Day 8 at the COP18/CMP8

Of badges and colors

When it was announced that we could collect our badges for the COP18 at Sheraton Hotel a week before the conference, I was in the airport heading to Muscat. So I was really curious of how the badge would look like and since it is my first COP ever I was excited to get hold of them. Our president even kid that I could only claim it by then – so imagine, my “desire” to see and have them!

In the bus to the Qatar National Convention Centre (QNCC) today, I was looking at those badges in different colors worn by those who could enter the conference building. There were grey, pink, green, blue, orange and yellow. Mine was yellow that represents non-government organizations (NGOs). Pink are for the delegate of country negotiation group, orange for the press/media, green for scientists and experts, and grey/blue are the technical staff.

Within an hour in the QNCC I was lucky to meet some nice folks and took a photo of their badges.

 

Gray for the technical staff who made sure that the conference is running smoothly, from setting up audio and visual systems, information, location of hall guides, etc.

 

Yellow badges belong to NGOs, we don’t belong to the decision-making process but allowed to observe the negotiations – quietly!

 

Side Event: President’s Stock Taking Plenary

When I first walked into the Qatar National Convention Center(QNCC) I had a picture in my mind on how the conference would be. I imagined delegates in suits and laptops bags speeding around, chatting with their colleagues, press/media folks conducting interviews left and right. I envisioned a lucid and taut atmosphere. This image quickly dissolved as I experienced the conference and looked for the hall where the Stock Taking Plenary is going to be held. With the overwhelming side events happening simultaneously, it was really cool to have the COP18/CMP8 app on my phone to be updated on what is happening and where.

I chose to listen to the stock taking plenary chaired by the COP18 President Abdullah bin Hamad Al-Attiyah and Christiana Figueres, executive secretary of the United Nations Framework Convention on Climate Change (UNFCC), it would be a great summary of what I missed in the first week of the conference.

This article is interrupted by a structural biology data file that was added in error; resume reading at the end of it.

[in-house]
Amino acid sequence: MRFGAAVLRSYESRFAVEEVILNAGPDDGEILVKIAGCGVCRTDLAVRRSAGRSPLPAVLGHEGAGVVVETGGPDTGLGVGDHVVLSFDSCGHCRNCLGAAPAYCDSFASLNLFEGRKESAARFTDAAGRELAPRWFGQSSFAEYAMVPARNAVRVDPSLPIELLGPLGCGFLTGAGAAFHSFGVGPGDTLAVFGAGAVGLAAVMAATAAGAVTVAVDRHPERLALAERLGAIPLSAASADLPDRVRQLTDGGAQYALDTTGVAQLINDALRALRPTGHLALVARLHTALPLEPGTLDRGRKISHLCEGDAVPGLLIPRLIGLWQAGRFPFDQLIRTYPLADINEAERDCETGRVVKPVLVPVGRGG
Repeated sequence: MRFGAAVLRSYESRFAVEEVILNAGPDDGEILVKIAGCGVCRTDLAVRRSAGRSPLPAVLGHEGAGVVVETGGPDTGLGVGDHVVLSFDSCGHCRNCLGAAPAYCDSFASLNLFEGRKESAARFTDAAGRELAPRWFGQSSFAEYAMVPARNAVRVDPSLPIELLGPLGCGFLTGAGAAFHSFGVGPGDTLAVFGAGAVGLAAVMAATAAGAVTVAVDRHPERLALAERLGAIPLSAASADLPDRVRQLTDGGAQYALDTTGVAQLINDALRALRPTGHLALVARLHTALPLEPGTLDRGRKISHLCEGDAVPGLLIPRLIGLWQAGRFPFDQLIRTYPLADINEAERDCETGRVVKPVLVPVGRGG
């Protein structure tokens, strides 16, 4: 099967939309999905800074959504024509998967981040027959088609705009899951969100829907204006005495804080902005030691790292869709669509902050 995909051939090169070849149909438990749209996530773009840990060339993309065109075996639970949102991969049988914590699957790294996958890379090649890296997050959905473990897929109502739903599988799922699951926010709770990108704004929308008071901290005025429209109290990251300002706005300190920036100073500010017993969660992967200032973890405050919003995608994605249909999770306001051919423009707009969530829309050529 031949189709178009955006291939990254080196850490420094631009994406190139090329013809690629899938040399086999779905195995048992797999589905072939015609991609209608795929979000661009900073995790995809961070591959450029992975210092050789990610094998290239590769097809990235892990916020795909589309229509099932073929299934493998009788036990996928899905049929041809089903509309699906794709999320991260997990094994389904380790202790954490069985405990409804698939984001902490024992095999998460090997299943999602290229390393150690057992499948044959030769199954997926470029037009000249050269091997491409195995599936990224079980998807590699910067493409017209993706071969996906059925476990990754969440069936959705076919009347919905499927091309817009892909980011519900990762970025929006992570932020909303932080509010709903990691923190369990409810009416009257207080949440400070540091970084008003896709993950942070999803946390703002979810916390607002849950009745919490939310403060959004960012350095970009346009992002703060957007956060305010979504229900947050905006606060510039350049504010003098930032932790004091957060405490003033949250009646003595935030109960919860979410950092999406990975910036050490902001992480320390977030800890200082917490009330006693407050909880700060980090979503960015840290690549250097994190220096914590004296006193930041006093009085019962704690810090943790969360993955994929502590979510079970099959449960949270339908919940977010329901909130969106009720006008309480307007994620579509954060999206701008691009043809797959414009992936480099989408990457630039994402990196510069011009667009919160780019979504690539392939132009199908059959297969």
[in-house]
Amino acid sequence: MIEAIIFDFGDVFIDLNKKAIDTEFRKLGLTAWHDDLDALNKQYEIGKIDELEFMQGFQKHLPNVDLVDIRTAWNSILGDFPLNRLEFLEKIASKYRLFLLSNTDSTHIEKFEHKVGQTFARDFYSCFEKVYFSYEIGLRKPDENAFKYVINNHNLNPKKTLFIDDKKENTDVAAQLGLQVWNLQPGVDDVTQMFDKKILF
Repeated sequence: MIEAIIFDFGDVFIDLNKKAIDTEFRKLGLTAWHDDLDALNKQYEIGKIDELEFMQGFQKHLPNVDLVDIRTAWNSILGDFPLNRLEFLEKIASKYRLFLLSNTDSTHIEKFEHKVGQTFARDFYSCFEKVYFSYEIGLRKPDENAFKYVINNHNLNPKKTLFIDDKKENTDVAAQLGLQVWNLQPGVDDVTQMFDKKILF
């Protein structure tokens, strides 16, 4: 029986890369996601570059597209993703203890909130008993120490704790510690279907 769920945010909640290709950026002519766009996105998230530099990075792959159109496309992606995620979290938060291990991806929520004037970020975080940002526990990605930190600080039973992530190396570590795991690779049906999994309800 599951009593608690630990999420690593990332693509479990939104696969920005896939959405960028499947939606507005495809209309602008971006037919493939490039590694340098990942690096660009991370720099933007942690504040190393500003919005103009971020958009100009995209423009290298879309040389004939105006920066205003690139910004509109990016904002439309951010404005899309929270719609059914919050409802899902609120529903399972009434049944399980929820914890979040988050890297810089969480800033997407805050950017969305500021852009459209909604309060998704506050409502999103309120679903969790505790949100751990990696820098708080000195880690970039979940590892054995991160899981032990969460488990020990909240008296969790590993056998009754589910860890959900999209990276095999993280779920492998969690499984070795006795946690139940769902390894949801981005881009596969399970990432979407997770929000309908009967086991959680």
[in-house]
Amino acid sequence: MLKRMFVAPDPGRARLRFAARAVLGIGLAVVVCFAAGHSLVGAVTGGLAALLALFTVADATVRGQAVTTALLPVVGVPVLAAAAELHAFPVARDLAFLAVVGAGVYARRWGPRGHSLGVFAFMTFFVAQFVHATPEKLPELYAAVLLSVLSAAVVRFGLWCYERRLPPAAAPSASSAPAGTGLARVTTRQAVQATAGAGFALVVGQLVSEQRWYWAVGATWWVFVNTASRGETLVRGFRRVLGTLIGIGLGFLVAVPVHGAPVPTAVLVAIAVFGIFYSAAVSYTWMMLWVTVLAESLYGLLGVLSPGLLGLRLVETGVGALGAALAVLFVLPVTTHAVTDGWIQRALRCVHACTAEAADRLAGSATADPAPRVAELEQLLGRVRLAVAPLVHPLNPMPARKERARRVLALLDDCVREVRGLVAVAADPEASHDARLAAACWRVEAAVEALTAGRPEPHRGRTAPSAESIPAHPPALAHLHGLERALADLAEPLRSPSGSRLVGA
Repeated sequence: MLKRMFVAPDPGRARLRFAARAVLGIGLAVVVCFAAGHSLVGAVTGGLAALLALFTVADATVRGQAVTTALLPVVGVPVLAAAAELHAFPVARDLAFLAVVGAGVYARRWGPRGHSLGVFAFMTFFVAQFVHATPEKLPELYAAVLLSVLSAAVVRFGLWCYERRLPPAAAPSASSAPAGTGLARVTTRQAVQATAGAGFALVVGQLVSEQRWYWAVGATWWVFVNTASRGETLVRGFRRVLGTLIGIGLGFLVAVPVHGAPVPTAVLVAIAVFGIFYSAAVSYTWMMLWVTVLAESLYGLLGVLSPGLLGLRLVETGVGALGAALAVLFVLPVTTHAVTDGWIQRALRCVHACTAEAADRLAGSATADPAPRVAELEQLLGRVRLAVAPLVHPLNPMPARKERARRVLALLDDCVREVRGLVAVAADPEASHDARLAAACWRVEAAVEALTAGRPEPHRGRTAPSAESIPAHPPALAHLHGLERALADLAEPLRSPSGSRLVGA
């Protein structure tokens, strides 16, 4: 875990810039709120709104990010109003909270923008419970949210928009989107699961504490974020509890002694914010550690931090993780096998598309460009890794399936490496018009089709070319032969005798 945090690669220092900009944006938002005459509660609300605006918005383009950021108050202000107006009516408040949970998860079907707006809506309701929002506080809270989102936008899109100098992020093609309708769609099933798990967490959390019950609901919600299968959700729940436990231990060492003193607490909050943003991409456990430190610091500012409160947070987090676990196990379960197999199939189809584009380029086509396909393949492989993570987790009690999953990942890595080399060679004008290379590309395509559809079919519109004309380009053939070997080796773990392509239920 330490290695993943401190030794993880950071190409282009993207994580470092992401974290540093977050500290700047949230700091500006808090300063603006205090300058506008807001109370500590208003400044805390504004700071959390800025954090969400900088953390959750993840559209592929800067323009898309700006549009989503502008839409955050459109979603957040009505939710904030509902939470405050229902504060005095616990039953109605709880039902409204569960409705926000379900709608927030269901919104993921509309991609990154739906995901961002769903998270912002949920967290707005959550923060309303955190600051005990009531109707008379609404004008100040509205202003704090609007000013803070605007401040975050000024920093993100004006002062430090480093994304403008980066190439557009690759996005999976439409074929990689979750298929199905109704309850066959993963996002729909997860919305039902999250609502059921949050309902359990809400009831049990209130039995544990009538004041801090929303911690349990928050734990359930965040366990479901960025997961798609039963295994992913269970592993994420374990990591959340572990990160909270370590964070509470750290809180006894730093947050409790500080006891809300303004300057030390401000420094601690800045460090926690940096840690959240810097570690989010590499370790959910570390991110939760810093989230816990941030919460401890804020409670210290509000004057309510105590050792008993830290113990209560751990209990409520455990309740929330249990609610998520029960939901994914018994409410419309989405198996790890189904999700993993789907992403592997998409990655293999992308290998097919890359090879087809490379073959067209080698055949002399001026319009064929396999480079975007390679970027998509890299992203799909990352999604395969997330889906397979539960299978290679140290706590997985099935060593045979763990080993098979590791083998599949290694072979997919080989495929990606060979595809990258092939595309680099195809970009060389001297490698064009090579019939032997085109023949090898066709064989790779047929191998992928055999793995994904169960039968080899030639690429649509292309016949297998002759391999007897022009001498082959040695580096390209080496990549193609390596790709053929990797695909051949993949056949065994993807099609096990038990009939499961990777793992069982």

“Will it turn into fireworks,” I asked to myself and got lost in between when acronyms were used. Nevertheless, it seems that there will be a second Commitment Period under the Kyoto Protocol. This is good. It was stressed by several countries that “we should not lose the progress in Kyoto.”

Bolivia expressed concern and said “some parties [countries] are more in the means and not the goals.”

Venezuela indicated “to make decisions now” and “there is no need to revisit commitments but to do them and commit.”

Bangladesh, a vulnerable country, raised ” we need more ambitions and be more courageous.”

Nicaragua argued, “we need a goal and not commitment…the two degree target is practically lost.” They called for avoiding a “lost decade for climate finance,” noting the lack of a road map to achieve the 2020 goal for finance.

Nauru said that finance was the missing element in Durban and it should not be a “take it or leave it text” and concerned about the extremely slow progress.

COP President Al-Attiyah urged parties to continue their efforts to find solutions to the various issues, so as to complete work by Friday. He confirmed that stock taking will be a regular exercise and hoping that interventions (country statements) will be limited to 3 minutes. The next stock taking is slated on December 5, 2012.

 

 

 

Kyoto Protocol in my head

Driving home, I was happy to experience the live action which I learned in grad school. Fulfilling, indeed.

With all these and coming from a non-Annex 1 country  who are seriously affected and suffering with climate change, I have to be optimistic that even with our (developing countries) moral arguments we could take effective action. Insha Allah!